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Thursday 8 December 2016

Dalkey dream house: it's a case of art mirroring life

ALISON O'RIORDAN

Published 06/02/2011 | 05:00

It is a happy coincidence that Irish film director Jim Sheridan's €4m fight over his Dalkey home could soon be confused with the subject of his next blockbuster film, set to hit our screens this September, but one of the key figures in contemporary Irish film confesses he would sell his luxurious by-the-sea pad if he got the right price.

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Dream House, starring Hollywood heavyweights Daniel Craig, Rachel Weisz and Naomi Watts, is a film about a successful New York publisher who moves his wife and children to a New England town, where they buy the home of their dreams, but the dream of their happy home is soon shattered.

"It's a love story, murder mystery, a thriller with a horror element to it. It's similar thematically to my personal debacle, but it has nothing to do with the house in Dalkey," laughs the producer and writer.

Actors Daniel Craig and Rachel Weisz, who co-star in the film, both split from their significant others last year having fallen in love on the set of the film. "I was there but I wasn't aware of them being in love," admits the Dubliner.

'Shay', as he is more fondly known by his friends, was the person who suggested Natalie Portman for director Darren Aronofsky's (Rachel Weisz's ex-husband) Oscar-nominated movie Black Swan. "I also know Darren well and I'm sorry he and Rachel split up, but these things happen. I got Natalie Portman for Darren; I told him she is the best one could ever work with," said Sheridan.

Buying the fisherman's cottage in 1997 with the aim of developing a new house and rockpool on site, it certainly was Sheridan's dream house that ended up becoming his worst nightmare.

It was revealed in court last year how the 62-year-old director and his wife Fran had high hopes for their dream home 'Martha's Vineyard' on the much sought-after Coliemore Road.

It took a turn for the worse when the property suffered from "extensive water ingress which resulted in substantial damage and frustrated efforts to sell it" to two potential purchasers back in 2007 when it was worth an almighty €7m.

According to reported sources "their €4m claim included the cost of works to address the water problem and another €2m for estimated reduction in the value of the property" and was made against eight firms.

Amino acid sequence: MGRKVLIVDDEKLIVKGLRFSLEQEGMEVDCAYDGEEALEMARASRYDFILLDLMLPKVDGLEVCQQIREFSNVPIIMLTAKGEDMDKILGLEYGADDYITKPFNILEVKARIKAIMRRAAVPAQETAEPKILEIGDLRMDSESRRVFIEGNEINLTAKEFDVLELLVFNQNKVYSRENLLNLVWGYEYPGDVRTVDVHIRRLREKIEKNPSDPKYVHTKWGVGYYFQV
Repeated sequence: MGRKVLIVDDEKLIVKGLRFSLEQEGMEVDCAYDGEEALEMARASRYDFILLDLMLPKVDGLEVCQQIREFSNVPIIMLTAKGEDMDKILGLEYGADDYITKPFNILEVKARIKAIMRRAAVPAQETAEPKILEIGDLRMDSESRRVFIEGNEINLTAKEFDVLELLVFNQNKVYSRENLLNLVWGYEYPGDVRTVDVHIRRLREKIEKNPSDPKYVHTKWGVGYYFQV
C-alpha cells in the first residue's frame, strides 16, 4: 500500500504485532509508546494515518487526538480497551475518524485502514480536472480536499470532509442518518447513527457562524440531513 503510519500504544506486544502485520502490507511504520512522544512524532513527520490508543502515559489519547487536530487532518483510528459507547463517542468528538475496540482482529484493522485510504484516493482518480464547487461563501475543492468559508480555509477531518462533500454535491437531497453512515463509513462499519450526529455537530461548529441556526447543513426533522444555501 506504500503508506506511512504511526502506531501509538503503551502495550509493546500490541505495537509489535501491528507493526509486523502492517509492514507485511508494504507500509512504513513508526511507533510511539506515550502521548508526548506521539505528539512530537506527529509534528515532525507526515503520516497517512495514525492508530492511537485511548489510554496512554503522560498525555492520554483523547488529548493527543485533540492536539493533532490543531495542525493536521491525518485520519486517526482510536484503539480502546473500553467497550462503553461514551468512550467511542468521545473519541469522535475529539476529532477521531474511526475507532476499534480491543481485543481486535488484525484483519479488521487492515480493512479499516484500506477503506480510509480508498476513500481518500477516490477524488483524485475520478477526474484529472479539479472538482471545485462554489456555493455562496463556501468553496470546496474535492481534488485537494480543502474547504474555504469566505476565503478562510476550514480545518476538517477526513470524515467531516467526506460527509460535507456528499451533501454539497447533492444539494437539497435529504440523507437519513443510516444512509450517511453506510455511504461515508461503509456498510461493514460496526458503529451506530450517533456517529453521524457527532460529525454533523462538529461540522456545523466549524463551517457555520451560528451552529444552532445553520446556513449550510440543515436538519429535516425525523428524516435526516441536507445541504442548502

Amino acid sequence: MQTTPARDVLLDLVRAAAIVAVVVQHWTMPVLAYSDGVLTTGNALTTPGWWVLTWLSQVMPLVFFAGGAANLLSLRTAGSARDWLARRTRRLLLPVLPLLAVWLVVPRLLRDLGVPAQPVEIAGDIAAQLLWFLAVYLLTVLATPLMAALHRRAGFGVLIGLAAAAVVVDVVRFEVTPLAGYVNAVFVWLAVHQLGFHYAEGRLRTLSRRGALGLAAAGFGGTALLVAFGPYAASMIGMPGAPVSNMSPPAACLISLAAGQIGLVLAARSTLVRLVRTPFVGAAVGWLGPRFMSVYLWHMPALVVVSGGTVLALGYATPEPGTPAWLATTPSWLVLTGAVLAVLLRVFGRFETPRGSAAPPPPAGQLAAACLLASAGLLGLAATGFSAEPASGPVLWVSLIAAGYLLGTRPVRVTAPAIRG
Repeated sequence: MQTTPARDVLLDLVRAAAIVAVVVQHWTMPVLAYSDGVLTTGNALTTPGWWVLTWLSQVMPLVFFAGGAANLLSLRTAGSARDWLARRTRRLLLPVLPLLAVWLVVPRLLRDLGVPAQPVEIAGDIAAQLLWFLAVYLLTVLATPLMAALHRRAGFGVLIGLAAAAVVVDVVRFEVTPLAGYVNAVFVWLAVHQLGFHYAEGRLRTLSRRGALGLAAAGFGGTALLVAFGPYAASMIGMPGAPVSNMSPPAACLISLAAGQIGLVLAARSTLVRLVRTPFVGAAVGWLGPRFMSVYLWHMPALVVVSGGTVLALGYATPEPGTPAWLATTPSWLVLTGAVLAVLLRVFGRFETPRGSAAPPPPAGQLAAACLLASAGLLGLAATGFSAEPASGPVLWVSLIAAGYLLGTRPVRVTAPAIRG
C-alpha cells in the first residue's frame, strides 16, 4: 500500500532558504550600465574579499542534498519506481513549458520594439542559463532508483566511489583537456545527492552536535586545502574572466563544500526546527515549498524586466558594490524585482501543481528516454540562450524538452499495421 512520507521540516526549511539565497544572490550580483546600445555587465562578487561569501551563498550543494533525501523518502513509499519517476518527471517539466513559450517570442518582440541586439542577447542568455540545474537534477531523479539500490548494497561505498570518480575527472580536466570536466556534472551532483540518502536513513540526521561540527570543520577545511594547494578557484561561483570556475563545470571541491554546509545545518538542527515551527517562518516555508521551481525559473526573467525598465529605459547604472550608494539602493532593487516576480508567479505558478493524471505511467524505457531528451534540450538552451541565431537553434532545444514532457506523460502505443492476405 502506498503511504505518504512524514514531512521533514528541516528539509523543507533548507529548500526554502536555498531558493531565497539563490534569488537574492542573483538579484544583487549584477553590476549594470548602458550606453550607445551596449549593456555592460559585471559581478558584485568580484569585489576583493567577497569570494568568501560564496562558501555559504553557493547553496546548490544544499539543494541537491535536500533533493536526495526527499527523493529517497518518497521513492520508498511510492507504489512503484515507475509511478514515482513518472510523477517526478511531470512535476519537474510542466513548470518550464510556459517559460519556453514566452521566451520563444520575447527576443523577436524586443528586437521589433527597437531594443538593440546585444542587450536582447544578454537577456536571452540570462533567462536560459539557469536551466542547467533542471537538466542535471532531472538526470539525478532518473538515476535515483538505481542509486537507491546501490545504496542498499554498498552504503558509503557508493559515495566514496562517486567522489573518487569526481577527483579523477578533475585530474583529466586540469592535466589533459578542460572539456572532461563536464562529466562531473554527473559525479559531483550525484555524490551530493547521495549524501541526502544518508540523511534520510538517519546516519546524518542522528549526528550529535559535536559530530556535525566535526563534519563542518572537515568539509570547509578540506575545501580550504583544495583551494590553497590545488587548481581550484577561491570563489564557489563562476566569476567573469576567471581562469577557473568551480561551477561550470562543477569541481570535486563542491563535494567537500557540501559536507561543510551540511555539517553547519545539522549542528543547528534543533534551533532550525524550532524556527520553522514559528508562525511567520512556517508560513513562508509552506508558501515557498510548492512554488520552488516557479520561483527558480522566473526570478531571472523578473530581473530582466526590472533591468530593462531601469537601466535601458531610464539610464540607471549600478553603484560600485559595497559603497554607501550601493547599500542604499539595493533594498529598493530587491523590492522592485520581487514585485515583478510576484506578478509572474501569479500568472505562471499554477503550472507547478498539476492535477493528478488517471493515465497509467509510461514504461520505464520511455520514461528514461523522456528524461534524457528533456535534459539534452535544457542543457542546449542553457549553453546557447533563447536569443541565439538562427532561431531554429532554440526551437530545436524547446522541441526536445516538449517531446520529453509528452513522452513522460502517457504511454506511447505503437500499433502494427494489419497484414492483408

Speaking about his frustration, the director, who took Irish stories like My Left Foot and In the Name of the Father to the international stage, says he is still living in the Dalkey house until he gets the right offer.

Refusing to name his price, the director said: "Ireland is crazy now, I don't know if anybody would ever buy anything unless they were a rich person. So when I say I would sell it, it is only because I would, but I love it there so I may not. I'm not going to sell it for six quid just because the market has crashed.

"I can understand the anger but as we hunker down to deal with it, we've got to look outward. German banks lent us the money so we've got to put the pressure back on them," he said.

"You don't like being in those situations. I fear for anybody who has no resources to be in my position because it ain't conducive to poor people going to court. I think courts were created to keep poor people away except just say if somebody was shot. The law needs an overhaul here, everything needs an overhaul here," he said.

With details of the settlement not disclosed, it is said Sheridan was happy with the outcome.

however, at the time it was made public knowledge that if the issue was not resolved the couple's financial position "will be unsustainable".

Sunday Independent

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